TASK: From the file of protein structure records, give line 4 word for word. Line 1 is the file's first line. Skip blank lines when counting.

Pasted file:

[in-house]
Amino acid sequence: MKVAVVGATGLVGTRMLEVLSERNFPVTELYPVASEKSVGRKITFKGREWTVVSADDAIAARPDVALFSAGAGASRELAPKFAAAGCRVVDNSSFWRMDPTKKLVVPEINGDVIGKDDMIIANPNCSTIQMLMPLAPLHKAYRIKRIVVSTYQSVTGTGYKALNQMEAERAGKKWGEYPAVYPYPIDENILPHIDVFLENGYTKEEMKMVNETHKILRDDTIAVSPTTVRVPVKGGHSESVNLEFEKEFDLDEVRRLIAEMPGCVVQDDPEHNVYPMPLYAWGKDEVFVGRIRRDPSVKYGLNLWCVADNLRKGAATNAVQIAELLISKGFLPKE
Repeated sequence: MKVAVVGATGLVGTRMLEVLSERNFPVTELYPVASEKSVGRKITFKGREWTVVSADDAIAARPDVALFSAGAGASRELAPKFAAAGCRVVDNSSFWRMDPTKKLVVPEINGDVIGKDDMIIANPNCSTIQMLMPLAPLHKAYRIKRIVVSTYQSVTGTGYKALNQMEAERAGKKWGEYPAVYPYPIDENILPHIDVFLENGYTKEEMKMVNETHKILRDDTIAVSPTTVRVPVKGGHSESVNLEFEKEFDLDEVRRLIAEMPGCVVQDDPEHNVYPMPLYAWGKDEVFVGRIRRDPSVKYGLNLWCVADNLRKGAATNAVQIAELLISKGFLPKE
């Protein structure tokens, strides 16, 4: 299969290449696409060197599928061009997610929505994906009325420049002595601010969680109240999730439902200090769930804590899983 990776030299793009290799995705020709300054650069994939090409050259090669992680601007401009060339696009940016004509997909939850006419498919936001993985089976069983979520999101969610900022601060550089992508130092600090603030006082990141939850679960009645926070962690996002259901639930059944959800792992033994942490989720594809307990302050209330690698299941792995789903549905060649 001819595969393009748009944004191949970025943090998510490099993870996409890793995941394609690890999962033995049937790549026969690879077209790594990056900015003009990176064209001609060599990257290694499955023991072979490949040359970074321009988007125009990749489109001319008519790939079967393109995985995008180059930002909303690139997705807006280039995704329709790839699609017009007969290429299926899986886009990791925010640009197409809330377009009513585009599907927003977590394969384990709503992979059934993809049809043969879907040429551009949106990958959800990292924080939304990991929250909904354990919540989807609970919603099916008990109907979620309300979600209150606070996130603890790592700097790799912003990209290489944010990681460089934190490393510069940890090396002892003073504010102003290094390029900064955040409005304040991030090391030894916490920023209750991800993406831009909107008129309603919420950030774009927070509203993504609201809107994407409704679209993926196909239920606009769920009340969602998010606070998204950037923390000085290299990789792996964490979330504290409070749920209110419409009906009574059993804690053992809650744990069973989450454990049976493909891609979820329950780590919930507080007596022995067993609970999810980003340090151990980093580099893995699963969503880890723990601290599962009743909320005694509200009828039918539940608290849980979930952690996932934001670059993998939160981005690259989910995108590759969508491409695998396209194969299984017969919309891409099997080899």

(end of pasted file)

């Protein structure tokens, strides 16, 4: 299969290449696409060197599928061009997610929505994906009325420049002595601010969680109240999730439902200090769930804590899983 990776030299793009290799995705020709300054650069994939090409050259090669992680601007401009060339696009940016004509997909939850006419498919936001993985089976069983979520999101969610900022601060550089992508130092600090603030006082990141939850679960009645926070962690996002259901639930059944959800792992033994942490989720594809307990302050209330690698299941792995789903549905060649 001819595969393009748009944004191949970025943090998510490099993870996409890793995941394609690890999962033995049937790549026969690879077209790594990056900015003009990176064209001609060599990257290694499955023991072979490949040359970074321009988007125009990749489109001319008519790939079967393109995985995008180059930002909303690139997705807006280039995704329709790839699609017009007969290429299926899986886009990791925010640009197409809330377009009513585009599907927003977590394969384990709503992979059934993809049809043969879907040429551009949106990958959800990292924080939304990991929250909904354990919540989807609970919603099916008990109907979620309300979600209150606070996130603890790592700097790799912003990209290489944010990681460089934190490393510069940890090396002892003073504010102003290094390029900064955040409005304040991030090391030894916490920023209750991800993406831009909107008129309603919420950030774009927070509203993504609201809107994407409704679209993926196909239920606009769920009340969602998010606070998204950037923390000085290299990789792996964490979330504290409070749920209110419409009906009574059993804690053992809650744990069973989450454990049976493909891609979820329950780590919930507080007596022995067993609970999810980003340090151990980093580099893995699963969503880890723990601290599962009743909320005694509200009828039918539940608290849980979930952690996932934001670059993998939160981005690259989910995108590759969508491409695998396209194969299984017969919309891409099997080899």